This AD applies to Bell Helicopter Textron, Inc. (Bell), Model 412 and 412EP helicopters with a high aft crosstube assembly (crosstube), part number (P/N) 412-050-011-101, -103, -105, -107; or 412-050-045-105, installed, certificated in any category.
(b) Unsafe Condition
This AD defines the unsafe condition as failure and corrosion of the affected crosstubes. This condition could result in collapse of the landing gear and subsequent loss of control of the helicopter.
(c) Effective Date
This AD becomes effective March 11, 2013.
You are responsible for performing each action required by this AD within the specified compliance time unless it has already been accomplished prior to that time.
(e) Required Actions
(1) Within 50 hours time-in-service (TIS):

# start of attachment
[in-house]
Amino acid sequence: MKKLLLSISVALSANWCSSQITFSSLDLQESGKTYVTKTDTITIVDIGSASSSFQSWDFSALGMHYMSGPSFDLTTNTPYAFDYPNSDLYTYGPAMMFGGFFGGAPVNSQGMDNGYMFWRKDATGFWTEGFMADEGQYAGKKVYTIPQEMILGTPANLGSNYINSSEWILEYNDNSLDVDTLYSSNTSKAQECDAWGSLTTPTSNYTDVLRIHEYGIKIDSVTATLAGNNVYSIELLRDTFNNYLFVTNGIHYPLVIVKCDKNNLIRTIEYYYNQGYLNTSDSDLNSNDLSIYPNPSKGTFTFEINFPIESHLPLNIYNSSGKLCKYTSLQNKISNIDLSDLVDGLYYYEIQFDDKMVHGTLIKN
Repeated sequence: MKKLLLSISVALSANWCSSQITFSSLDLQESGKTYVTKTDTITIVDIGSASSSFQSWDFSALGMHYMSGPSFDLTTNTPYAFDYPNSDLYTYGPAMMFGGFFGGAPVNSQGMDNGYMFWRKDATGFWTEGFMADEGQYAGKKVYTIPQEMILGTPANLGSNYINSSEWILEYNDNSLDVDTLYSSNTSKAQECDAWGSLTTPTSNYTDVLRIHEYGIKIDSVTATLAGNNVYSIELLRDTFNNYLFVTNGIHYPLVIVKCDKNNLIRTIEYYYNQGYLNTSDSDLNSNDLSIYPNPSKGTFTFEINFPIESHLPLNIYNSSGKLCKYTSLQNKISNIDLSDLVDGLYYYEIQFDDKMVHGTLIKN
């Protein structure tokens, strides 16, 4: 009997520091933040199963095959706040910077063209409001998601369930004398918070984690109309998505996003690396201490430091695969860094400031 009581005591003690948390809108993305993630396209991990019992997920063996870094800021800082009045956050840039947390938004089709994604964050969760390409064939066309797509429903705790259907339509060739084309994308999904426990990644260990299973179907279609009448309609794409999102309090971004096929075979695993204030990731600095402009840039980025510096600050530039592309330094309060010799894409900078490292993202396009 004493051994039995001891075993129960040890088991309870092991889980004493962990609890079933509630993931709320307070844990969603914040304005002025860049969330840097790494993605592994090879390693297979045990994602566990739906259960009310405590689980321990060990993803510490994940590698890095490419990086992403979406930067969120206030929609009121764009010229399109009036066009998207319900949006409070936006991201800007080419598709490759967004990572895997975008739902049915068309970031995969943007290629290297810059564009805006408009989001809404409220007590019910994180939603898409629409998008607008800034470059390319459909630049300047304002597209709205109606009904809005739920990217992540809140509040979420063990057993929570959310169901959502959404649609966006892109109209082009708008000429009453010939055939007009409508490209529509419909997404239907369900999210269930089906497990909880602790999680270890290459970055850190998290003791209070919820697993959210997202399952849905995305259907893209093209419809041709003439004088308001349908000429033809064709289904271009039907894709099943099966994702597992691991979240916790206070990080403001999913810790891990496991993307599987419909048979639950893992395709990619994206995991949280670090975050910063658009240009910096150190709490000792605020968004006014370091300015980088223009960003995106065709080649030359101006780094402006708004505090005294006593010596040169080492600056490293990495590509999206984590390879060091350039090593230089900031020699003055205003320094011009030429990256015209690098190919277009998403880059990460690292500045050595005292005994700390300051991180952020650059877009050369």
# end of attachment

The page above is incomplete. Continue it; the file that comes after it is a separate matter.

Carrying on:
(i) For each crosstube, create a component history card or equivalent record. Begin to count and record the number of accumulated landings for each crosstube. For the purposes of this AD, a landing would be counted anytime the helicopter lifts off into the air and then lands again with any further reduction of the collective after the landing gear touches the ground.
(ii) Install CAUTION decals, P/N 212-070-600-143, on the pilot and co-pilot sides of each helicopter as depicted in Figure 3 of Bell Helicopter Alert Service Bulletin No. 412-09-135, dated August 25, 2009 (ASB), and by following the Accomplishment Instructions, Part III—Towing, paragraph 1., of the ASB.